As to your other argument, you claim that the founders could not have anticipated the development of new technologies (handguns, automatic weapons, etc ...). But certainly they were keenly aware of the progress of technology and would have crafted the Constitution to be just as applicable in the future when new technologies would be available.

    For you to say that the 2nd Amendment is not infallible, then I think what you are saying is that gun ownership is NOT necessarily a basic civil right. If this is your position, then I'm afraid that you are profoundly wrong. The Bill of Rights enumerates in no uncertain terms precisely the things that our Federal Government can NOT deny us. The right to bear arms is one of those things.

    If the political left in this country doesn't think gun ownership should be protected by our government, then I suggest they get 2/3 of the Senate and House of Representatives to pass an Amendment to the US Constitution, get the President to sign it, and then get 3/4 of the states to ratify it.


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  26. "and would have crafted the Constitution to be just as applicable in the future"

    They did. As I wrote in my previous comment, they talk about "arms" but do not specify what types of arms! Moreover, they tie the right to the need for a WELL REGULATED militia.

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  27. Well i would like to say that Guns should not be used for the sake of fun.

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  28. You say guns are used to shoot animals or people or to threaten. What about shooting skeet or trap? What about competitive rifle shooting? And you say that semi-automatic guns are not needed for hunting. You could also say that guns generally are not needed for hunting. Hunters could use rocks and clubs instead. Have you ever been hunting or fired a weapon used for hunting? I've found your posts on monetary issues to be quite informative. You know nothing about guns.

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  29. result of the promotion of fear about crime and phoney science about the efficacy of firearms in fighting crime.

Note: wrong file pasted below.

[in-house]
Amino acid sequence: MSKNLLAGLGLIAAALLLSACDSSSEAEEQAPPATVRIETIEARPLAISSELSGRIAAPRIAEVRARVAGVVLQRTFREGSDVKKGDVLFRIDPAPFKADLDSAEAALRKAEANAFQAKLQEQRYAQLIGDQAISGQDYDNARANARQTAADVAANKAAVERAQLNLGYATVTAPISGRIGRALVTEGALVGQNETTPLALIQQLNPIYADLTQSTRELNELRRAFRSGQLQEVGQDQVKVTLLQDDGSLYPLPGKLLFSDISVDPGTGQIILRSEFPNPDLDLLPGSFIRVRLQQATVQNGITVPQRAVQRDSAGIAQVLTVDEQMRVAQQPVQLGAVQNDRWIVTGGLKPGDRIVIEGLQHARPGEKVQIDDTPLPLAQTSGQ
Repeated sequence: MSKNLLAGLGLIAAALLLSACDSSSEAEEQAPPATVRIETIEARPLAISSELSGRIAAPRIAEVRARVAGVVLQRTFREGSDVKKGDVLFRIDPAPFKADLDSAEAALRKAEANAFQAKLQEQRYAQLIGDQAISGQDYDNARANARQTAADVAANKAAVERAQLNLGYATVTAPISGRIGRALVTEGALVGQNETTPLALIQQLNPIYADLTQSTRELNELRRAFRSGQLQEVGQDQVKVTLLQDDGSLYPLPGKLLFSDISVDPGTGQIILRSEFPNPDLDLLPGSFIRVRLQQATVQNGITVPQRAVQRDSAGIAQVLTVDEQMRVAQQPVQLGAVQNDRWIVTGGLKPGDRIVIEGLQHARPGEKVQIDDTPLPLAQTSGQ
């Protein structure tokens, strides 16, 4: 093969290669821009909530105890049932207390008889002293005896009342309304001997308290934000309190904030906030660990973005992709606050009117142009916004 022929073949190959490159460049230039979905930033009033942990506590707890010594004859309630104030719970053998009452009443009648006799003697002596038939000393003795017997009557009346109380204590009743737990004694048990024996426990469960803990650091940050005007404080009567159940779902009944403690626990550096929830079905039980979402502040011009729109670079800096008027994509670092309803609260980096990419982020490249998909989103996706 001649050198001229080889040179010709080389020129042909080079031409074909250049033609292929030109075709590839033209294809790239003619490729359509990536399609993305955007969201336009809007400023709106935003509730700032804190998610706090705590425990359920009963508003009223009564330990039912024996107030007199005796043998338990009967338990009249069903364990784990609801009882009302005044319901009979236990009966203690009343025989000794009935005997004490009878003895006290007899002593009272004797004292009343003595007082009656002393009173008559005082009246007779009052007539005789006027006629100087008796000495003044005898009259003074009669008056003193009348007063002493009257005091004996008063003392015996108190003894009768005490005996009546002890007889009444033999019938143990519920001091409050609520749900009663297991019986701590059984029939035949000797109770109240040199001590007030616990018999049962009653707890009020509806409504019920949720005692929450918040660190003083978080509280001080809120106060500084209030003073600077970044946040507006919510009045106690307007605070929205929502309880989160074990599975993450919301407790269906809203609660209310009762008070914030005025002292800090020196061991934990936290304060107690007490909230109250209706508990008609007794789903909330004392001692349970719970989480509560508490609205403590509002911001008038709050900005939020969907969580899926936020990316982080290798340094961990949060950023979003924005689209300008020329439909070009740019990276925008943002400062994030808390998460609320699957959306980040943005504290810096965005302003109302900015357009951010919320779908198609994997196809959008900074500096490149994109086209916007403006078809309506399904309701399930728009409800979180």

Stephen, I like your money thoughts, I think some small license fee, not onerous for an unemployed black woman on welfare who wants to buy a gun, is reasonable. But you seem to advocate a punitive tax to take away that freedom.

    I don't see any references by you to non-phoney science that support your own rationalizations, and the few more reasonable fact based comments & link seem to support more gun ownership as leading to less gun violence against people.

    It's scientifically unsound to aggregate black on black violence with white on white violence, if the those rates reflect "sufficiently" different cultures, even if both groups are in the USA. I claim those cultures are more different than male & female differences in auto safety, and most insurance companies (used to?) discriminate with different rates for men and women.

    Similarly, I don't think you've applied the cost of accidental death/ value of a human life equally to deaths by car accident and deaths by guns.


    Finally, the big driver of most gun deaths is the drug war, with the state using guns to try to stop peaceful, honest, drug transactions, and the state refusing to enforce drug contracts requiring drug sellers to have their own, illegal, contract-enforcement gun users.

    The media circus around the school killing has, unscientifically, distracted many who care about human life from the hundreds murdered in Chicago in 2012, including many many children -- where they have among the strictest gun laws already.

    Ending the gov't war on people involved in drug use is the biggest step to reduce murders -- just as re-legalizing alcohol after prohibition led to a big reduction in gang murders in the 30s.

    I think there should be a tax on school districts which don't have at least 10 trained and active concealed carry licensed gun owners as teachers or administrators at the school, ready to stop any crazy gun shooter.

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  30. Yo man, more blog posts! Less teaching/publishing/writing LOR. Get your time allocation right!

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  31. Often economists push "policies". Are they trying to function be unelected politician?

    Think. If 3/4ths of the politicians were economists with degrees would we be looking for ways to defend our homes and properties?

    Who do you represent? Who elected you? And have you taken the oath of office to defend the Constitution?

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  32. On the externality problem, we can be more inventive. A standard tool for dealing with externalities is the Pigouvian tax. Tax the source of the bad externality, and you get less of it. How big should the tax be? An unusual problem here is that the size of the externality is random - every gun is not going to injure or kill someone. There's also an inherent moral hazard problem, in that the size of the externality depends on the care taken by the gunowner.